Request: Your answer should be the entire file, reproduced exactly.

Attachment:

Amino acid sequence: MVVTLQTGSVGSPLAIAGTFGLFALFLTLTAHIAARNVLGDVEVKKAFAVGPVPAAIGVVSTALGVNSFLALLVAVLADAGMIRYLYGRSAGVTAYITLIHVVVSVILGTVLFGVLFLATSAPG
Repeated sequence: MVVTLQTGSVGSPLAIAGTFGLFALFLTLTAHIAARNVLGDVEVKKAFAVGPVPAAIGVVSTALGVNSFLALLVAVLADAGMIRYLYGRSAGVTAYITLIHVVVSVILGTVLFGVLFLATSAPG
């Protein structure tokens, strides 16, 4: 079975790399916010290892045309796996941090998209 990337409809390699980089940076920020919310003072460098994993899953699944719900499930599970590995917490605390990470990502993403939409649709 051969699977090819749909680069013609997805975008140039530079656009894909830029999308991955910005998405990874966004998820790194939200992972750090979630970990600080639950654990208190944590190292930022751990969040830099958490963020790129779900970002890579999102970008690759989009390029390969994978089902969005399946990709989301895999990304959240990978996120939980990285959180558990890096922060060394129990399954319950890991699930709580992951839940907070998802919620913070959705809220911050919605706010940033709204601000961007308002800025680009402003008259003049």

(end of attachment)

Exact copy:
Amino acid sequence: MVVTLQTGSVGSPLAIAGTFGLFALFLTLTAHIAARNVLGDVEVKKAFAVGPVPAAIGVVSTALGVNSFLALLVAVLADAGMIRYLYGRSAGVTAYITLIHVVVSVILGTVLFGVLFLATSAPG
Repeated sequence: MVVTLQTGSVGSPLAIAGTFGLFALFLTLTAHIAARNVLGDVEVKKAFAVGPVPAAIGVVSTALGVNSFLALLVAVLADAGMIRYLYGRSAGVTAYITLIHVVVSVILGTVLFGVLFLATSAPG
């Protein structure tokens, strides 16, 4: 079975790399916010290892045309796996941090998209 990337409809390699980089940076920020919310003072460098994993899953699944719900499930599970590995917490605390990470990502993403939409649709 051969699977090819749909680069013609997805975008140039530079656009894909830029999308991955910005998405990874966004998820790194939200992972750090979630970990600080639950654990208190944590190292930022751990969040830099958490963020790129779900970002890579999102970008690759989009390029390969994978089902969005399946990709989301895999990304959240990978996120939980990285959180558990890096922060060394129990399954319950890991699930709580992951839940907070998802919620913070959705809220911050919605706010940033709204601000961007308002800025680009402003008259003049």